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Epistemic Game Theory and Logic

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ISBN: 9783038424222 9783038424239 Year: Pages: X, 178 DOI: 10.3390/books978-3-03842-423-9 Language: English
Publisher: MDPI - Multidisciplinary Digital Publishing Institute
Subject: Economics --- Business and Management
Added to DOAB on : 2017-06-12 11:56:13
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Game theory addresses situations with multiple agents in which the outcome of an agent’s act depends on the acts of the other agents. The agents may be mindless organisms. Epistemic game theory addresses games in which the agents have minds. An agent reasons about the acts of other agents and—if the other agents observe the agent’s act—reasons about the other agents’ responses to the act. The agents use logic to draw conclusions about the prospects of the acts that they can perform. This Special Issue of Games deals with epistemic game theory and the contributions that logic makes to an agent’s practical reasoning about the strategy to adopt in a game. Although behavioral studies are relevant, the emphasis is on rational reasoning. Models of such reasoning may deal with cognitively ideal agents as well as humans. Possible topics include the players’ common knowledge of their game and their rationality; reasoning that supports the players’ in playing their part in a Nash equilibrium of the game; backwards induction, its results, and the conditions that support it; forward induction; learning in sequential games or in repetitions of games; Hintikka models and Kripke models of agents’ information; applications of modal logic’s methods to epistemic logic; interactive epistemology; Bayesian game theory and Bayesian equilibrium; and games with imperfect, incomplete, or asymmetric information.

Impossible Worlds

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ISBN: 9780198812791 Year: Pages: 336 DOI: 10.1093/0198812795.001.0001 Language: English
Publisher: Oxford University Press Grant: H2020 European Research Council - 681404
Subject: Philosophy
Added to DOAB on : 2019-06-12 09:24:02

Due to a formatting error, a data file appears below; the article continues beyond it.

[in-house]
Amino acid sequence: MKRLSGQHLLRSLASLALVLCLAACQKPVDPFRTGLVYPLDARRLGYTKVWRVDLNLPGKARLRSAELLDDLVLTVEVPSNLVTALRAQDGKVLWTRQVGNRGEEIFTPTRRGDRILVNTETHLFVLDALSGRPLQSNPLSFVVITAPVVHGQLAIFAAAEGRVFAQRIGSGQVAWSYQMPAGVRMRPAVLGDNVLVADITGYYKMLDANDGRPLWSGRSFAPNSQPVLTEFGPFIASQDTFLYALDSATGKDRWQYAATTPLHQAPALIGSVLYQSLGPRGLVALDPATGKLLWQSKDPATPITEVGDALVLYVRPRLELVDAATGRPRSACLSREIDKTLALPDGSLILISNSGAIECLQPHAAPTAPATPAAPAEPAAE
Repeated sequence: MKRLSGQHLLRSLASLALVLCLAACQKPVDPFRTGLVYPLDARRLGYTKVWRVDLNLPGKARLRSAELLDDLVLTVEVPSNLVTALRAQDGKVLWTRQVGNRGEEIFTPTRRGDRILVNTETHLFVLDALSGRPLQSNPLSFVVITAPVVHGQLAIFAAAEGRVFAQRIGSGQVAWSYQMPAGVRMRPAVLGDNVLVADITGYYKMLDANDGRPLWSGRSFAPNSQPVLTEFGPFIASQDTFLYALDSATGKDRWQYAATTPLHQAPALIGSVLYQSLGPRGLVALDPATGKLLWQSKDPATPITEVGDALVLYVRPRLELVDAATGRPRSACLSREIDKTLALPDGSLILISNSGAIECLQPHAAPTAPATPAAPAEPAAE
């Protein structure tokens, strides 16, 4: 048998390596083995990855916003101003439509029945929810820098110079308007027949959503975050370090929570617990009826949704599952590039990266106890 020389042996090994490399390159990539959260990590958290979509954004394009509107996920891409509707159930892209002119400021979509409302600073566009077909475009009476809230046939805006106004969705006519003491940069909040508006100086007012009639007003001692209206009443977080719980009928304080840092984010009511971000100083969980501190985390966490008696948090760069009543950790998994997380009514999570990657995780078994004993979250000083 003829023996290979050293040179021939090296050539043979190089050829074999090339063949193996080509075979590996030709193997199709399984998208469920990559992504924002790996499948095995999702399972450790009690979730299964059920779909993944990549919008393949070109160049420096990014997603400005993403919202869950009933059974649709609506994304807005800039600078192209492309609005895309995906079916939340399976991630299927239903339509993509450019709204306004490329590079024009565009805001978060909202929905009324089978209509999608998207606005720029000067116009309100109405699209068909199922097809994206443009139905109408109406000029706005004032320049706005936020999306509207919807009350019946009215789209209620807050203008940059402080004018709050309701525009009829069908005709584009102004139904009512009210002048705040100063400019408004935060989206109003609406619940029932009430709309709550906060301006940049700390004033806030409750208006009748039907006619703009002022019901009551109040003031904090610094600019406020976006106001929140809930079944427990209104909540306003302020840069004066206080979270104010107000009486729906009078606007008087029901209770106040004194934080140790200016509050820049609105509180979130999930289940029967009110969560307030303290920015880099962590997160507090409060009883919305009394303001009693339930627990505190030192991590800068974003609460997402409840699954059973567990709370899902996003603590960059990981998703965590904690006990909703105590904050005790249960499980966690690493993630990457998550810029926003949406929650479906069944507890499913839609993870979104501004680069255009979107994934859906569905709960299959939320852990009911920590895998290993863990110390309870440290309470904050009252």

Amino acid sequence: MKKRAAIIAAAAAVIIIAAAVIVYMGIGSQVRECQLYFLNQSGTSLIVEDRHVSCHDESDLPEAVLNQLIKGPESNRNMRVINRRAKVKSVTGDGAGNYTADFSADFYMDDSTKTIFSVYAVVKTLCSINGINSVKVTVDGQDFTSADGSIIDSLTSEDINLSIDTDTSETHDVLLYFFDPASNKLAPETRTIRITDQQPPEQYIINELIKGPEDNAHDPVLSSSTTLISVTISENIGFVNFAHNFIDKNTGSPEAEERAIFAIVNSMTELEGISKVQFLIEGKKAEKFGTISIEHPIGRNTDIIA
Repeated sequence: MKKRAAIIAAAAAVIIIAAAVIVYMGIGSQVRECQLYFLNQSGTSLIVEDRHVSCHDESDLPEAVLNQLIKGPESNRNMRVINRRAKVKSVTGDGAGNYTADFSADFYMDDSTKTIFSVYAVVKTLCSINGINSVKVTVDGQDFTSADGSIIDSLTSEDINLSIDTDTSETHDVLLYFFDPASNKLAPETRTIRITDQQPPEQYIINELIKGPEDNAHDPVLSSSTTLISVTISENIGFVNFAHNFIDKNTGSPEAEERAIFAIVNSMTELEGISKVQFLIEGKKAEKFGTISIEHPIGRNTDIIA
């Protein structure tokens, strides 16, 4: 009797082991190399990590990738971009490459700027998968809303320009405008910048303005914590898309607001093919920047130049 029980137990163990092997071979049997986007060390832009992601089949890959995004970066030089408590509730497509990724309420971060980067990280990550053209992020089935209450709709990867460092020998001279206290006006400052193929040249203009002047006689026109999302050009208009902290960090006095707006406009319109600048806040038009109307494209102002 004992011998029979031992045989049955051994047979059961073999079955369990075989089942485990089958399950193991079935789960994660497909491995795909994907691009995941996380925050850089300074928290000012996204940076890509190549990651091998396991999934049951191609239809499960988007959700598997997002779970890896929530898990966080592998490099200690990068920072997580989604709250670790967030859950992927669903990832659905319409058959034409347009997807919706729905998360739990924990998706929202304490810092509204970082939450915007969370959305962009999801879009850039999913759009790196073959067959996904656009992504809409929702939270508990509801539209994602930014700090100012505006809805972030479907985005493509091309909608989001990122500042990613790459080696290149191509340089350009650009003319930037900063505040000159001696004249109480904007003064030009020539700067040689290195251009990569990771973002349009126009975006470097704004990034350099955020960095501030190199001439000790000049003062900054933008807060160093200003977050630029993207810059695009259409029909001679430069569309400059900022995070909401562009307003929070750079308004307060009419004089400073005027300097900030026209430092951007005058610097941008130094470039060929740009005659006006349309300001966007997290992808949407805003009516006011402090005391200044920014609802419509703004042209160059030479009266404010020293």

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The latter half of the 20th Century witnessed an ‘intensional revolution’: a great collective effort to analyse notions which are absolutely fundamental to our understanding of the world and of ourselves – from meaning and information to knowledge, belief, causation, essence, supervenience, conditionality, as well as nomological, metaphysical, and logical necessity – in terms of a single concept. This was the concept of a possible world: a way things could have been. Possible worlds found applications in logic, metaphysics, semantics, game theory, information theory, artificial intelligence, and the philosophy of mind and cognition. However, possible worlds analyses have been facing numerous problems. This book traces them all back to hyperintensionality: the need for distinctions more fine-grained than the possible worlds apparatus can easily represent. It then introduces impossible worlds – ways things could not have been – as a general tool for modelling hyperintensional phenomena. The book discusses the metaphysics of impossible worlds and applies them to a range of central topics and open issues in logic, semantics, and philosophy: from the problem of logical omniscience in epistemic logic, to the semantics of non-classical logics, the modeling of imagination and mental simulation, the analysis of information and informative inference, truth in fiction, and counterpossible reasoning. The latter half of the 20th Century witnessed an ‘intensional revolution’: a great collective effort to analyse notions which are absolutely fundamental to our understanding of the world and of ourselves – from meaning and information to knowledge, belief, causation, essence, supervenience, conditionality, as well as nomological, metaphysical, and logical necessity – in terms of a single concept. This was the concept of a possible world: a way things could have been. Possible worlds found applications in logic, metaphysics, semantics, game theory, information theory, artificial intelligence, and the philosophy of mind and cognition. However, possible worlds analyses have been facing numerous problems. This book traces them all back to hyperintensionality: the need for distinctions more fine-grained than the possible worlds apparatus can easily represent. It then introduces impossible worlds – ways things could not have been – as a general tool for modelling hyperintensional phenomena. The book discusses the metaphysics of impossible worlds and applies them to a range of central topics and open issues in logic, semantics, and philosophy: from the problem of logical omniscience in epistemic logic, to the semantics of non-classical logics, the modeling of imagination and mental simulation, the analysis of information and informative inference, truth in fiction, and counterpossible reasoning.

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